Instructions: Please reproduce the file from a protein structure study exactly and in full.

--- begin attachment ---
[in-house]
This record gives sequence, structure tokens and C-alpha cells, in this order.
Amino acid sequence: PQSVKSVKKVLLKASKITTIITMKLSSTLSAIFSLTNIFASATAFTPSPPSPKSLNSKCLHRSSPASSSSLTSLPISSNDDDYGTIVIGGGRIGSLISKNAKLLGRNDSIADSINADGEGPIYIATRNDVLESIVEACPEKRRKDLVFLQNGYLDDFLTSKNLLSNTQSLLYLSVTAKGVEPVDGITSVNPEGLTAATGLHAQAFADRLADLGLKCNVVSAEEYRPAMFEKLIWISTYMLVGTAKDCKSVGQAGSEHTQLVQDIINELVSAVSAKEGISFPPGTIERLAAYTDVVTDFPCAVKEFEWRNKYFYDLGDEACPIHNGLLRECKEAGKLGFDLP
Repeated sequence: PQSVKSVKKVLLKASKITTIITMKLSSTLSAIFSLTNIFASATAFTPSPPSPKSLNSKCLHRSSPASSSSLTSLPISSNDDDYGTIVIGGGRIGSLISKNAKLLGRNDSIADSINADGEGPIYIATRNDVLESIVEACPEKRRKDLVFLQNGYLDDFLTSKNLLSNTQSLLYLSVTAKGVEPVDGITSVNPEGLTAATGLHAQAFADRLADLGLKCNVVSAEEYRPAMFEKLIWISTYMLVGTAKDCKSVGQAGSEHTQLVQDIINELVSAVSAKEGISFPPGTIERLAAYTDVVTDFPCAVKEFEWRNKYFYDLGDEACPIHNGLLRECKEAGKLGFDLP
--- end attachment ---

[in-house]
This record gives sequence, structure tokens and C-alpha cells, in this order.
Amino acid sequence: PQSVKSVKKVLLKASKITTIITMKLSSTLSAIFSLTNIFASATAFTPSPPSPKSLNSKCLHRSSPASSSSLTSLPISSNDDDYGTIVIGGGRIGSLISKNAKLLGRNDSIADSINADGEGPIYIATRNDVLESIVEACPEKRRKDLVFLQNGYLDDFLTSKNLLSNTQSLLYLSVTAKGVEPVDGITSVNPEGLTAATGLHAQAFADRLADLGLKCNVVSAEEYRPAMFEKLIWISTYMLVGTAKDCKSVGQAGSEHTQLVQDIINELVSAVSAKEGISFPPGTIERLAAYTDVVTDFPCAVKEFEWRNKYFYDLGDEACPIHNGLLRECKEAGKLGFDLP
Repeated sequence: PQSVKSVKKVLLKASKITTIITMKLSSTLSAIFSLTNIFASATAFTPSPPSPKSLNSKCLHRSSPASSSSLTSLPISSNDDDYGTIVIGGGRIGSLISKNAKLLGRNDSIADSINADGEGPIYIATRNDVLESIVEACPEKRRKDLVFLQNGYLDDFLTSKNLLSNTQSLLYLSVTAKGVEPVDGITSVNPEGLTAATGLHAQAFADRLADLGLKCNVVSAEEYRPAMFEKLIWISTYMLVGTAKDCKSVGQAGSEHTQLVQDIINELVSAVSAKEGISFPPGTIERLAAYTDVVTDFPCAVKEFEWRNKYFYDLGDEACPIHNGLLRECKEAGKLGFDLP